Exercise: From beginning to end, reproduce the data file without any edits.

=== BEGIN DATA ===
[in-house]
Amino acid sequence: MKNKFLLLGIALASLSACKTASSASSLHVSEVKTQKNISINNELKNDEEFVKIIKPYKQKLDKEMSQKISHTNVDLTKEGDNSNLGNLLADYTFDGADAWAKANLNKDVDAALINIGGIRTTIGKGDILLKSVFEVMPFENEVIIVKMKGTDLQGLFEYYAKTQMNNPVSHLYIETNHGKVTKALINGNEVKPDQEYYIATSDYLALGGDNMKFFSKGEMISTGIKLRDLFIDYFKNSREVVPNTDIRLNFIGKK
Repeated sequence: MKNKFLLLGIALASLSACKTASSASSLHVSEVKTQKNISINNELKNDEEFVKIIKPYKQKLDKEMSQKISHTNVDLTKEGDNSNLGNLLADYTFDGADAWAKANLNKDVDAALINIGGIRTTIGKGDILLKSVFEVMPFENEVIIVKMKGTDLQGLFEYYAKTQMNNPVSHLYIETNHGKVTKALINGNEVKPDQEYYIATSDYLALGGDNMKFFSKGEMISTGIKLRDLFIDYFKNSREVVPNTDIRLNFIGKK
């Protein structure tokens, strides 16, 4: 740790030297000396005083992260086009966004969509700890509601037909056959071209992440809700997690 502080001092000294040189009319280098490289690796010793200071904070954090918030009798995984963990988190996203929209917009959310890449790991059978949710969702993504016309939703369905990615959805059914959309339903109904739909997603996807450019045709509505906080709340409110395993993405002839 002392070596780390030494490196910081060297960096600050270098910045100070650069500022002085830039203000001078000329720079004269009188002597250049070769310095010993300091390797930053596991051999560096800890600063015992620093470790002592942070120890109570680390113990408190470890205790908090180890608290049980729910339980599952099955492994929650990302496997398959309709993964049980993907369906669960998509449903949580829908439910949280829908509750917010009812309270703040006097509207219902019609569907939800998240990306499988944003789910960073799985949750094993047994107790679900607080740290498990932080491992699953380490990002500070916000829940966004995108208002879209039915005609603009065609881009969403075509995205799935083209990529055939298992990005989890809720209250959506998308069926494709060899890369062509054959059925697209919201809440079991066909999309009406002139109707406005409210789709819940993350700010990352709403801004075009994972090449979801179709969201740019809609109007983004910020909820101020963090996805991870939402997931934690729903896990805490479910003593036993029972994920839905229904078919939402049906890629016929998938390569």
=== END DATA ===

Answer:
[in-house]
Amino acid sequence: MKNKFLLLGIALASLSACKTASSASSLHVSEVKTQKNISINNELKNDEEFVKIIKPYKQKLDKEMSQKISHTNVDLTKEGDNSNLGNLLADYTFDGADAWAKANLNKDVDAALINIGGIRTTIGKGDILLKSVFEVMPFENEVIIVKMKGTDLQGLFEYYAKTQMNNPVSHLYIETNHGKVTKALINGNEVKPDQEYYIATSDYLALGGDNMKFFSKGEMISTGIKLRDLFIDYFKNSREVVPNTDIRLNFIGKK
Repeated sequence: MKNKFLLLGIALASLSACKTASSASSLHVSEVKTQKNISINNELKNDEEFVKIIKPYKQKLDKEMSQKISHTNVDLTKEGDNSNLGNLLADYTFDGADAWAKANLNKDVDAALINIGGIRTTIGKGDILLKSVFEVMPFENEVIIVKMKGTDLQGLFEYYAKTQMNNPVSHLYIETNHGKVTKALINGNEVKPDQEYYIATSDYLALGGDNMKFFSKGEMISTGIKLRDLFIDYFKNSREVVPNTDIRLNFIGKK
């Protein structure tokens, strides 16, 4: 740790030297000396005083992260086009966004969509700890509601037909056959071209992440809700997690 502080001092000294040189009319280098490289690796010793200071904070954090918030009798995984963990988190996203929209917009959310890449790991059978949710969702993504016309939703369905990615959805059914959309339903109904739909997603996807450019045709509505906080709340409110395993993405002839 002392070596780390030494490196910081060297960096600050270098910045100070650069500022002085830039203000001078000329720079004269009188002597250049070769310095010993300091390797930053596991051999560096800890600063015992620093470790002592942070120890109570680390113990408190470890205790908090180890608290049980729910339980599952099955492994929650990302496997398959309709993964049980993907369906669960998509449903949580829908439910949280829908509750917010009812309270703040006097509207219902019609569907939800998240990306499988944003789910960073799985949750094993047994107790679900607080740290498990932080491992699953380490990002500070916000829940966004995108208002879209039915005609603009065609881009969403075509995205799935083209990529055939298992990005989890809720209250959506998308069926494709060899890369062509054959059925697209919201809440079991066909999309009406002139109707406005409210789709819940993350700010990352709403801004075009994972090449979801179709969201740019809609109007983004910020909820101020963090996805991870939402997931934690729903896990805490479910003593036993029972994920839905229904078919939402049906890629016929998938390569």